Title 17, Registration and civil infringement actions, section 411, paragraph 1:


​​                    Except for an action brought for a violation of the rights of the author under section 106A(a), and subject to the provisions of                     subsection (b), no civil action for infringement of the copyright in any United States work shall be instituted until preregistration or                     registration of the copyright claim has been made in accordance with this title.


Title 17, Certification of registration, section 1314, paragraph 1:


                    Certificates of registration shall be issued in the name of the United States under the seal of the Office of the Administrator and                     shall be recorded in the official records of the Office. The certificate shall state the name of the useful article, the date of filing of                     the application, the date of registration, and the date the design was made public, if earlier than the date of filing of the application,                     and shall contain a reproduction of the drawing or other pictorial representation of the design. If a description of the salient                     features of the design appears in the application, the description shall also appear in the certificate. A certificate of registration                     shall be admitted in any court as prima facie evidence of the facts stated in the certificate.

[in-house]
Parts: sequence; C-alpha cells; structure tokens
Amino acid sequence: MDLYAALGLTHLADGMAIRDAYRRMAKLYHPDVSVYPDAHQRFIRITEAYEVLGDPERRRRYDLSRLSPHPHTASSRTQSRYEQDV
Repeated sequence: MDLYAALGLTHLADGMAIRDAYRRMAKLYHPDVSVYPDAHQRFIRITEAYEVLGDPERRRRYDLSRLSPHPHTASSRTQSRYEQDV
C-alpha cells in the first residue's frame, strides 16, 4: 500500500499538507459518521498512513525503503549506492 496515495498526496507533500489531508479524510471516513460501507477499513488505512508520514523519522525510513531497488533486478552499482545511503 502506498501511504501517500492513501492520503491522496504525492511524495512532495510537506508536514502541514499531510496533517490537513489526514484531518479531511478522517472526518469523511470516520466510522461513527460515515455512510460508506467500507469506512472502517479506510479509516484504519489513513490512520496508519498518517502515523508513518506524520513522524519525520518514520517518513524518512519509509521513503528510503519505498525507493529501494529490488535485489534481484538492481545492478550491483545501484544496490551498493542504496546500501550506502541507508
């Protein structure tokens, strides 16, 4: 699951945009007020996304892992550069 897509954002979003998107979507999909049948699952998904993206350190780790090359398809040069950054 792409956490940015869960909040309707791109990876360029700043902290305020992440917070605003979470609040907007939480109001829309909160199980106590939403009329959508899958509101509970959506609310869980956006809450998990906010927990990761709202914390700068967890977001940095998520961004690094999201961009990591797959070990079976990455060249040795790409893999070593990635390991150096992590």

Title 17, Recovery of Infringement, section 1323, paragraph 4:


​                    Infringer’s Profits.—As an alternative to the remedies provided in subsection (a), the court may award the claimant the infringer’s                       profits resulting from the sale of the copies if the court finds that the infringer’s sales are reasonably related to the use of the                               claimant’s design. In such a case, the claimant shall be required to prove only the amount of the infringer’s sales and the infringer                     shall be required to prove its expenses against such sales.



Title 17, Liability for action on registration fraudulently obtained, section 1325, paragraph 1:


                    Any person who brings an action for infringement knowing that registration of the design was obtained by a false or fraudulent                     representation materially affecting the rights under this chapter, shall be liable in the sum of $10,000, or such part of that amount                     as the court may determine. That amount shall be to compensate the defendant and shall be charged against the plaintiff and paid                     to the defendant, in addition to such costs and attorney’s fees of the defendant as may be assessed by the court.










Title 14 & 17 Copyright Laws for the United States